Today, I finally saw the video, which will be at the gallery show, and now I have a vague idea of what all the hub bub was about. Of course, there's some B roll of Keith and I attached at the hip and some intense interrogations about some of our Arby's eating habits. But that's okay, we can take the heat. Nevertheless, the video was well done, though I thought it was pretty funny when Colleen asked what I thought of iMovie. I won't comment on how I truly feel about iMovie, but I will say that there is a reason why I use Premiere Pro. On a vaguely related note, we finally hung the gallery show today and I must say, it looks delicious. I think I'm most excited to see what Keith's panoramas look like hung up on the wall. He and I were slaving away, trying to come up with a proper mounting solution. I'm not afraid to say that 3/16" Masonite has officially made my list. We did find a solution, though, I think. Let me just say that Gorilla Glue is a truly amazing thing, especially when nobody makes a screw for 3/16" Masonite. I'd be very curious as to how the goodly people of Digigraphics expected us to mount the damn things. Moving on. I'm very excited to see what the final arrangement will be and I hope the show will be to your liking. And in case you were wondering, Team Champagne will definitely be representing at the gallery opening. Team Champagne for life.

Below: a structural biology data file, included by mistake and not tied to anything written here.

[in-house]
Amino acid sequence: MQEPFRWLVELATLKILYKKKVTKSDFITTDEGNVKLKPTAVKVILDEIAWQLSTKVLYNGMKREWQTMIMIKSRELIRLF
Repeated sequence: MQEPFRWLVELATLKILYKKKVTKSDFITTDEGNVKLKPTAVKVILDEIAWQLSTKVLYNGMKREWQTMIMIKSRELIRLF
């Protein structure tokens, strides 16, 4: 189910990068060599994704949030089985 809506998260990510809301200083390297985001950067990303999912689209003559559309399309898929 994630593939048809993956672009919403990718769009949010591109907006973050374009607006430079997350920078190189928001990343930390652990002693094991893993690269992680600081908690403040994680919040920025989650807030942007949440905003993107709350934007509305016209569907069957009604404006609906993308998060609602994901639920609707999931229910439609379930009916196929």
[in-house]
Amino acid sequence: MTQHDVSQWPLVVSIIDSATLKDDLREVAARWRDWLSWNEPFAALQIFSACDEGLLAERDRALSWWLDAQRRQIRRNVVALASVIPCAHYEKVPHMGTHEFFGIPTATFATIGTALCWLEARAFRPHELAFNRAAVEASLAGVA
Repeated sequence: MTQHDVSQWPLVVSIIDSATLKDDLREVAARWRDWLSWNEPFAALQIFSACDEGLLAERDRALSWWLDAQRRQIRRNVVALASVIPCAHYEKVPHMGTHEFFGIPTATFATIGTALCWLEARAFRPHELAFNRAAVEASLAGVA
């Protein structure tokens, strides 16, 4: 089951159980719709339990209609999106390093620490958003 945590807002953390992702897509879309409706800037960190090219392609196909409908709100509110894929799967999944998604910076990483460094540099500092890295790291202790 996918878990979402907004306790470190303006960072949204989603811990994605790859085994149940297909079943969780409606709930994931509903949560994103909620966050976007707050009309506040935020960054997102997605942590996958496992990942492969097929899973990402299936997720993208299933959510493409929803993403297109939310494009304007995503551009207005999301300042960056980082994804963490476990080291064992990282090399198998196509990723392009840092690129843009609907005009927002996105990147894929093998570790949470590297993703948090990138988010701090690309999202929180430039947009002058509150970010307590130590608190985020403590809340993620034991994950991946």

The number of trailers remaining in New Orleans and surrounding areas is quickly dwindling. According to FEMA, on September 20th, there were still 2650 trailers remaining, with 716 of them residing in Plaquemines Parish. FEMA has made it clear that they desire trailer-dwellers to seek permanent housing since June of 2007. Their optimistic stance, which is, essentially, "They can find their own housing and maybe get government assistance or help from non-profits" does not sit well with me. How, exactly, are they supposed to rely on government assistance when, over three years later, people are still without the necessary funds to rebuild? Funds that they were promised, I might add. In Jefferson Parish, 260 trailer-dwellers filed lawsuits, but now, after so many trailers have been hauled away, only 52 lawsuits remain active. It won't take much longer, at their current pace, to simply "get rid of the problem" all together. Citing pressure from civic officials, Jefferson Parish has stepped up its efforts to get rid of the remaining trailers and sweep the problems under the rug. It seems that Jefferson Parish's president believes that governments run on hopes and dreams instead of legitimate urban planning. Without informing people where help can be found (as if it exists to begin with), many of these people will find themselves without any sort of housing and no way of acquiring any in the near future. I'm sure, in the eyes of civic leaders, having an increased homeless population will really add to their sense of normalcy that they so desperately desire. Perhaps it's to give peace of mind to those that weren't effected or had the means to rebuild. Perhaps a better use of their time and resources would be to try to get a handle on their incredibly high crime rate or, perhaps, to help businesses rebuild so people have employment. Any of the things I outlined in my last post would also be fine ideas as well. So kudos to you, Jefferson Parish civic officials, you've continued to show us that special interests are more important than human dignity.